I voted for Athens because it has a special place in my heart and I liked the theatrics and drama of it. It was very clean and well produced, in my opinion. Papaiannou's stories take a lot of work on the part of the view to interpret and understand. I do agree though with what you said, Scotguy, about both Sydney and Athens. Sydney is the quintessential Opening Ceremony.

I'm all Athens, Sydney, Barcelona before anything we've seen in the last 15 years. I'll take SLC, Torino and Vancouver over Sochi.

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Posted (edited)

Okay, got a bit inspired to watch some of Sochi again (and, yes, I do feel a bit guilty about it. It’s like watching Olympia - am I watching dictator-porn, or am I viewing it as a student of ceremonies?).

Anyway, in particular the following segment - the part that deals with post-1917 Russia. So brilliantly done in the way it captures the aesthetics of early and mid Soviet Russia through its music and visuals. It could easily be a highlight of a summer ceremony. Hey, it’s even got a choir towards the end!

And, yes, it does deal with a problematic historic period. I can understand if some people take issue with it. But I do think it’s a masterpiece of stadium theatre.

And in dealing with a troublesome time period, I contrast this with Athens’ Klepsydra. Now, I loved this part of the Athens OC. I know it was better for a TV audience than in a stadium, but it combined beautiful visuals with a sense of story of history to me. But… it’s not exactly an annoyance, but it did jar me a little that while it followed the trail of Greek history from archaic, through classical to the Byzantine periods, it just stopped dead and skipped over everything between Byzantium to the Greek independence wars of he 1800s. Now, I know the Greeks still get stung by their period of Ottoman rule, but I sorta felt short-changed they didn’t confront it in their tableau.

  

 

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Since (and including) London 2012, opening ceremonies have become a bit messy and complicated in their execution.... Sochi feels more like a ceremony pre London due to its storytelling.

It makes me sad to think that we will probably never see a ceremony like Sydney ever again, but at least every so often it can be watched on youtube to relive the magic and i feel so blessed that i was able to witness those kind of ceremonies first hand instead of youngsters today having today's ceremonies as their memories.

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7 hours ago, Anthony said:

Papaiannou's stories take a lot of work on the part of the view to interpret and understand.

Or, returning to my "made for TV" notion, they take a lot of work on the part of the TV commentator. Check out the minute-by-minute detail of the ceremony Media Guide:

https://library.olympics.com/Default/doc/SYRACUSE/47787/opening-ceremony-media-guide-games-of-the-xxviii-olympiad-friday-august-13-2004-athens-2004-organisi?_lg=en-GB

And for older British viewers, "Clepsydra" will always be reminiscent of this:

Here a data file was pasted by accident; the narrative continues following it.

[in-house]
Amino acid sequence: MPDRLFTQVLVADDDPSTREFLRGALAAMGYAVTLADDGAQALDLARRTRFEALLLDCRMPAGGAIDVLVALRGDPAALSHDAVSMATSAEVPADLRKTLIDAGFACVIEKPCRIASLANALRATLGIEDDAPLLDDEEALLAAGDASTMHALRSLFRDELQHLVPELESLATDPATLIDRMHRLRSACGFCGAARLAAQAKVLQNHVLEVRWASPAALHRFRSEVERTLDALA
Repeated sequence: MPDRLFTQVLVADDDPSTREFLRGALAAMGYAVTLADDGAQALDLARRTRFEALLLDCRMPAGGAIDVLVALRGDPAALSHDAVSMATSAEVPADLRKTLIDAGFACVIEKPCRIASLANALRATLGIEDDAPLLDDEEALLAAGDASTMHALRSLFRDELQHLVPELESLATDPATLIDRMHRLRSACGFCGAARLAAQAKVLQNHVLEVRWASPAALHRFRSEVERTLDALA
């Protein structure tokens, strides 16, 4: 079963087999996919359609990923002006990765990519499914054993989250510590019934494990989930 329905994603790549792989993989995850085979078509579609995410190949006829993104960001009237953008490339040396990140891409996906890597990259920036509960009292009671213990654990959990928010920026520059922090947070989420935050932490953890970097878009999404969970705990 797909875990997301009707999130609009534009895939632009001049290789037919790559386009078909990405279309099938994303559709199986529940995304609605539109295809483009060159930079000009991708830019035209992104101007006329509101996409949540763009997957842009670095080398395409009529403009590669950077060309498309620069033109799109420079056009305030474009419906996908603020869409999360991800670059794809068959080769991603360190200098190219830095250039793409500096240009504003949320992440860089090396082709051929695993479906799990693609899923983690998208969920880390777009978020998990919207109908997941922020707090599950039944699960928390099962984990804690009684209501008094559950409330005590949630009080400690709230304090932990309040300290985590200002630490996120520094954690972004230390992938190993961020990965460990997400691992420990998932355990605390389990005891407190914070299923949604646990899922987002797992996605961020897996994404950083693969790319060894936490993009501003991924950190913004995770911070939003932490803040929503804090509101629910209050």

https://www.facebook.com/the90swereawesome/videos/remember-the-prize-conveyor-belt-on-the-generation-game/460176427655300/

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I don't find Klepsydra particualry unique.  It's something you could see in a comprehensive museum exhibit.  Plus, it wasn't entirely original.  He got the ideas from the annual Pageant of the Masters in Laguna Beach, CA; and the parade of Persian history presented at the 2500th anniversary celebrations at Persepolis in Iran (below) -- (except, of course, Persia did not celebrate the Last Stand of the Spartan 300 at Thermopylae around a "fake lake).  ^_^  Whereas in other ceremonies, some of the costumes, etc., end up in museums as souvenirs of a one-time event, Kleptomania was ripped off wholesale from a museum, put on moving platforms -- and then passed off as a "unique Olympic ceremony" of little cheap, plastic dolls.  
 

.  

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12 minutes ago, baron-pierreIV said:

He got the ideas from the annual Pageant of the Masters in Laguna Beach, CA; and the parade of Persian history presented at the 2500th anniversary celebrations at Persepolis in Iran

Very possibly, but as I mentioned in an earlier discussion of Clepsydra, the ancestor of all such parades on slow-moving vehicles is a concept known as the "Pageant of Progress" (example below). The most significant difference between all such parades and the Athens version is that every performer in the parade passes every spectator along the route- no turning the lights down and escaping under cover of darkness!

 

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I have voted for Athens. I may be biased because it was the first Opening Ceremony I attended in person and also because I have a keen interest into Greek culture, but for me, it remains one of the main elegant, meaningful ceremony ever. I can understand some people found it cold but it felt very emotional to me, with a very human touch and scale. It has also aged very well.

For winter I have voted for Albertville, as I definitely think it has led the way to more creativity but Vancouver and Sochi were quite impressive as well.